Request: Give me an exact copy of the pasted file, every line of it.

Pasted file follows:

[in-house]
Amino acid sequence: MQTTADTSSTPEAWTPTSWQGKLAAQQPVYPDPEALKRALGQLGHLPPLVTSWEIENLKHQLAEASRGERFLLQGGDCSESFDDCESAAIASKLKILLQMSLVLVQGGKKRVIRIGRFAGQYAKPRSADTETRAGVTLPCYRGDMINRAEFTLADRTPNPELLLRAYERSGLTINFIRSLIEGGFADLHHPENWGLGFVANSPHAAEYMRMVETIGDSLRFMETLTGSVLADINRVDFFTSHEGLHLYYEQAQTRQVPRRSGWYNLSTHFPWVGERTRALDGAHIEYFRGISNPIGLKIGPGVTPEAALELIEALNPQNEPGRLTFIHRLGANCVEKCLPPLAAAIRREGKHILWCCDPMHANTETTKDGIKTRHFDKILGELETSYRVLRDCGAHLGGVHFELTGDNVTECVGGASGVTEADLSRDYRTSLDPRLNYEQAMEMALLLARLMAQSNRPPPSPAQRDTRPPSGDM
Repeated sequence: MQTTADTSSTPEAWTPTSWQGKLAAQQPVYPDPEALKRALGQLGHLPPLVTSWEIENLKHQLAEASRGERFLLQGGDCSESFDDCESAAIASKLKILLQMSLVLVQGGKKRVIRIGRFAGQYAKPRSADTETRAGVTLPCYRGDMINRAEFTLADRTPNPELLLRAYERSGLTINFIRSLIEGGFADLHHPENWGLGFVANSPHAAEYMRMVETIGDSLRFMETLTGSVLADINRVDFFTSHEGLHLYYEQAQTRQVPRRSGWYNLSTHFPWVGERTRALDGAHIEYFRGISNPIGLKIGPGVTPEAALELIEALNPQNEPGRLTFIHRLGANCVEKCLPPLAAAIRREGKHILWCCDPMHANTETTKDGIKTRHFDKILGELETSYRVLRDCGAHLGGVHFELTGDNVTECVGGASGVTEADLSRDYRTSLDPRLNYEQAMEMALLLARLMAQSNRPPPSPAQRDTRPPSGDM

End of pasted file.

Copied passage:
[in-house]
Amino acid sequence: MQTTADTSSTPEAWTPTSWQGKLAAQQPVYPDPEALKRALGQLGHLPPLVTSWEIENLKHQLAEASRGERFLLQGGDCSESFDDCESAAIASKLKILLQMSLVLVQGGKKRVIRIGRFAGQYAKPRSADTETRAGVTLPCYRGDMINRAEFTLADRTPNPELLLRAYERSGLTINFIRSLIEGGFADLHHPENWGLGFVANSPHAAEYMRMVETIGDSLRFMETLTGSVLADINRVDFFTSHEGLHLYYEQAQTRQVPRRSGWYNLSTHFPWVGERTRALDGAHIEYFRGISNPIGLKIGPGVTPEAALELIEALNPQNEPGRLTFIHRLGANCVEKCLPPLAAAIRREGKHILWCCDPMHANTETTKDGIKTRHFDKILGELETSYRVLRDCGAHLGGVHFELTGDNVTECVGGASGVTEADLSRDYRTSLDPRLNYEQAMEMALLLARLMAQSNRPPPSPAQRDTRPPSGDM
Repeated sequence: MQTTADTSSTPEAWTPTSWQGKLAAQQPVYPDPEALKRALGQLGHLPPLVTSWEIENLKHQLAEASRGERFLLQGGDCSESFDDCESAAIASKLKILLQMSLVLVQGGKKRVIRIGRFAGQYAKPRSADTETRAGVTLPCYRGDMINRAEFTLADRTPNPELLLRAYERSGLTINFIRSLIEGGFADLHHPENWGLGFVANSPHAAEYMRMVETIGDSLRFMETLTGSVLADINRVDFFTSHEGLHLYYEQAQTRQVPRRSGWYNLSTHFPWVGERTRALDGAHIEYFRGISNPIGLKIGPGVTPEAALELIEALNPQNEPGRLTFIHRLGANCVEKCLPPLAAAIRREGKHILWCCDPMHANTETTKDGIKTRHFDKILGELETSYRVLRDCGAHLGGVHFELTGDNVTECVGGASGVTEADLSRDYRTSLDPRLNYEQAMEMALLLARLMAQSNRPPPSPAQRDTRPPSGDM